Photo of Dr Carl Gwilliam

Dr Carl Gwilliam

Lecturer Physics


Research Overview

"My ATLAS research is focused on studies of the Higgs boson and searches for new physics beyond the Standard Model (BSM). With the run-1 ATLAS data I made significant contributions to the search for the Higgs boson, discovered in 2012, particularly via its decay to a pair off b-quarks. Following the discovery, I was instrumental a wide range of searches for additional Higgs bosons (such as a heavier CP-even Higgs, a CP-odd Higgs or a charged Higgs) and spearheaded the first run-2 ATLAS Higgs searches as ATLAS BSM Higgs subgroup convener. I have subsequently utilised the Higgs boson as a new-physics probe. With the early 13 TeV data, I played a major role in the novel search for dark matter recoiling against a Higgs boson. As ATLAS Exotics Diboson and Multilepton (DBL) subgroup convener, I oversaw the searches for new diboson resonances with the 2015+16 data, probing uncharted masses. I subsequently led the search for the as-yet-unobserved Higgs pair production, which is a fundamental test of the Higgs mechanism, in the bbtautau channel, establishing the world's best limit on the SM di-Higgs cross section. From 2018-2020, I lead the ATLAS BSM search programme as Exotics Working group convener, overseeing over 500 international physicists. Besides physics analysis I have contributed significantly to ATLAS track reconstruction software and the identification and calibration of jets originating from b-quarks. I am currently the ATLAS UK Physics Coordinator and ramping up my involvement in the silicon tracker replacement for the High-Luminosity LHC upgrade.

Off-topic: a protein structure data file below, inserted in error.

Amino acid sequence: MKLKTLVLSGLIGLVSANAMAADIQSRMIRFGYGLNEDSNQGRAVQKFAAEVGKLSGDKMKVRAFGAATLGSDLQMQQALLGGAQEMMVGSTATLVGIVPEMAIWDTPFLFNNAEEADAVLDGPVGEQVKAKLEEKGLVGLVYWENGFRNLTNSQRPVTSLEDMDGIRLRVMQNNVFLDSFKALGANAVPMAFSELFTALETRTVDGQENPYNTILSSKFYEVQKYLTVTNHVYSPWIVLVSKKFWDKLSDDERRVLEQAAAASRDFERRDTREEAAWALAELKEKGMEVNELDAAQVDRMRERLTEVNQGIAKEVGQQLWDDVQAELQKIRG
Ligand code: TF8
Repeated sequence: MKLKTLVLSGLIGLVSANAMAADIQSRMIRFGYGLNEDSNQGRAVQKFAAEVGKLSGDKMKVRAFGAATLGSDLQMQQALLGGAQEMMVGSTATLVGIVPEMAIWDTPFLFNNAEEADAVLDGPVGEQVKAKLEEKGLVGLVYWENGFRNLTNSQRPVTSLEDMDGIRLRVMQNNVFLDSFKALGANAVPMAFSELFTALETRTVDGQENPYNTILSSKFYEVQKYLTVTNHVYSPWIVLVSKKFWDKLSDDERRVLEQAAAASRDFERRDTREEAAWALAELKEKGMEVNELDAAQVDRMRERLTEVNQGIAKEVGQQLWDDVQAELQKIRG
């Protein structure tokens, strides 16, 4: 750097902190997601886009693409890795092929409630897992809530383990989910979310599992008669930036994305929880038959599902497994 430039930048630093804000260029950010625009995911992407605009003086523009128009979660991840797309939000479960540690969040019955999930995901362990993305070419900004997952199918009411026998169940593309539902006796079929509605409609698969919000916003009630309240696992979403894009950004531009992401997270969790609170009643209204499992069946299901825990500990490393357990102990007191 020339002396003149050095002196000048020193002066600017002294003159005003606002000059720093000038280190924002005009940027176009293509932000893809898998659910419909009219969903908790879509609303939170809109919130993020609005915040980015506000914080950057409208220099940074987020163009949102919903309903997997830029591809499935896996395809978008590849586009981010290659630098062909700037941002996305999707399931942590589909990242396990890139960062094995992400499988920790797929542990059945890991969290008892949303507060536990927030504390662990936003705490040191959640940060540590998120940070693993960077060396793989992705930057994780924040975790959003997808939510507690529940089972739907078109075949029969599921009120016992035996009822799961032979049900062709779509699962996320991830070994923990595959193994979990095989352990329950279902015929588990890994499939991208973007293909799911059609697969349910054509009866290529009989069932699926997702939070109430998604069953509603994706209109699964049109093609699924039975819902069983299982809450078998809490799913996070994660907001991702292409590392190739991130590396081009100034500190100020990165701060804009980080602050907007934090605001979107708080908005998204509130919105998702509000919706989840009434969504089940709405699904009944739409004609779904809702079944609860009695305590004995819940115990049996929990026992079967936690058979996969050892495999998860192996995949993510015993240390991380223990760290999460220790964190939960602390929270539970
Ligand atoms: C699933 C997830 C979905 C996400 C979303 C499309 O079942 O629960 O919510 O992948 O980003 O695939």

I recently joined the upcoming FASER experiment to search for dark photons down-stream of ATLAS, where I am currently working on the simulation of the FASER calorimeter."

Research Group Membership

Research Collaborations


External: CERN

The ATLAS Collaboration at the LHC


External: CERN

The FASER Collaboration at the LHC


External: DESY

The H1 Collaboration at the DESY Lab